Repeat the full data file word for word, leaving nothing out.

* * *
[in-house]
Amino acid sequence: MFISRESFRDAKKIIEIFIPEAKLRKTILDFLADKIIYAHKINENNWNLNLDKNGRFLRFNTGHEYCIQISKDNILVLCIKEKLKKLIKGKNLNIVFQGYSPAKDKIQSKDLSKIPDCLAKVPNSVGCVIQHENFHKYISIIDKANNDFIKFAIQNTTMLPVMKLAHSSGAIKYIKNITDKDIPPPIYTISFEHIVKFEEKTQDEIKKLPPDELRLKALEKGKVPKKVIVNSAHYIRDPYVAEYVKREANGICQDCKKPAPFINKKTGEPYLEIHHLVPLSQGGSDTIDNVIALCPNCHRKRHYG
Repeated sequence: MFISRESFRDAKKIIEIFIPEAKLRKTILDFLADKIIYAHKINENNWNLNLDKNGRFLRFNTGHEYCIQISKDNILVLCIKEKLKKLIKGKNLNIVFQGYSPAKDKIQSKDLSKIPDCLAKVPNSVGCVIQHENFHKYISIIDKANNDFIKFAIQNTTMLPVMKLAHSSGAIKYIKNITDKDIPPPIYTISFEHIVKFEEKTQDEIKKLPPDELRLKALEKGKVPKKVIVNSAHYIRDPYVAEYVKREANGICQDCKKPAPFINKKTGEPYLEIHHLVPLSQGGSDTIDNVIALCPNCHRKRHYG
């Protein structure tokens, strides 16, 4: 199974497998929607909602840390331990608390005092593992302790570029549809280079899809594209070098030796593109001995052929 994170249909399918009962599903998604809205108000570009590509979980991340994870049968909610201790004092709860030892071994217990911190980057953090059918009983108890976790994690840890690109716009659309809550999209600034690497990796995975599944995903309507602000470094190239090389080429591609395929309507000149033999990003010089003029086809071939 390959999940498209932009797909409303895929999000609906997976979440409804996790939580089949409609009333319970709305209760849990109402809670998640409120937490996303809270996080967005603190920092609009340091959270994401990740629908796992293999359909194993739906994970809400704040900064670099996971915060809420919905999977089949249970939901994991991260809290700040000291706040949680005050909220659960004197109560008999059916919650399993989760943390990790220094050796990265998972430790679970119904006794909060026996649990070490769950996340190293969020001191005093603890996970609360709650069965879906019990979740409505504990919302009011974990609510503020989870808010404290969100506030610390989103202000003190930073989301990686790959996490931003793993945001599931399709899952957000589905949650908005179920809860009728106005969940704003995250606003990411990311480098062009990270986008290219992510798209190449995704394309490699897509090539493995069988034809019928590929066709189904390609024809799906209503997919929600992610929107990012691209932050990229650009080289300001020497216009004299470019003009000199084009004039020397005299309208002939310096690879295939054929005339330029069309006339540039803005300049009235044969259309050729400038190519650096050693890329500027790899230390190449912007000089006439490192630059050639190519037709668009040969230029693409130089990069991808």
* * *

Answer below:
[in-house]
Amino acid sequence: MFISRESFRDAKKIIEIFIPEAKLRKTILDFLADKIIYAHKINENNWNLNLDKNGRFLRFNTGHEYCIQISKDNILVLCIKEKLKKLIKGKNLNIVFQGYSPAKDKIQSKDLSKIPDCLAKVPNSVGCVIQHENFHKYISIIDKANNDFIKFAIQNTTMLPVMKLAHSSGAIKYIKNITDKDIPPPIYTISFEHIVKFEEKTQDEIKKLPPDELRLKALEKGKVPKKVIVNSAHYIRDPYVAEYVKREANGICQDCKKPAPFINKKTGEPYLEIHHLVPLSQGGSDTIDNVIALCPNCHRKRHYG
Repeated sequence: MFISRESFRDAKKIIEIFIPEAKLRKTILDFLADKIIYAHKINENNWNLNLDKNGRFLRFNTGHEYCIQISKDNILVLCIKEKLKKLIKGKNLNIVFQGYSPAKDKIQSKDLSKIPDCLAKVPNSVGCVIQHENFHKYISIIDKANNDFIKFAIQNTTMLPVMKLAHSSGAIKYIKNITDKDIPPPIYTISFEHIVKFEEKTQDEIKKLPPDELRLKALEKGKVPKKVIVNSAHYIRDPYVAEYVKREANGICQDCKKPAPFINKKTGEPYLEIHHLVPLSQGGSDTIDNVIALCPNCHRKRHYG
């Protein structure tokens, strides 16, 4: 199974497998929607909602840390331990608390005092593992302790570029549809280079899809594209070098030796593109001995052929 994170249909399918009962599903998604809205108000570009590509979980991340994870049968909610201790004092709860030892071994217990911190980057953090059918009983108890976790994690840890690109716009659309809550999209600034690497990796995975599944995903309507602000470094190239090389080429591609395929309507000149033999990003010089003029086809071939 390959999940498209932009797909409303895929999000609906997976979440409804996790939580089949409609009333319970709305209760849990109402809670998640409120937490996303809270996080967005603190920092609009340091959270994401990740629908796992293999359909194993739906994970809400704040900064670099996971915060809420919905999977089949249970939901994991991260809290700040000291706040949680005050909220659960004197109560008999059916919650399993989760943390990790220094050796990265998972430790679970119904006794909060026996649990070490769950996340190293969020001191005093603890996970609360709650069965879906019990979740409505504990919302009011974990609510503020989870808010404290969100506030610390989103202000003190930073989301990686790959996490931003793993945001599931399709899952957000589905949650908005179920809860009728106005969940704003995250606003990411990311480098062009990270986008290219992510798209190449995704394309490699897509090539493995069988034809019928590929066709189904390609024809799906209503997919929600992610929107990012691209932050990229650009080289300001020497216009004299470019003009000199084009004039020397005299309208002939310096690879295939054929005339330029069309006339540039803005300049009235044969259309050729400038190519650096050693890329500027790899230390190449912007000089006439490192630059050639190519037709668009040969230029693409130089990069991808």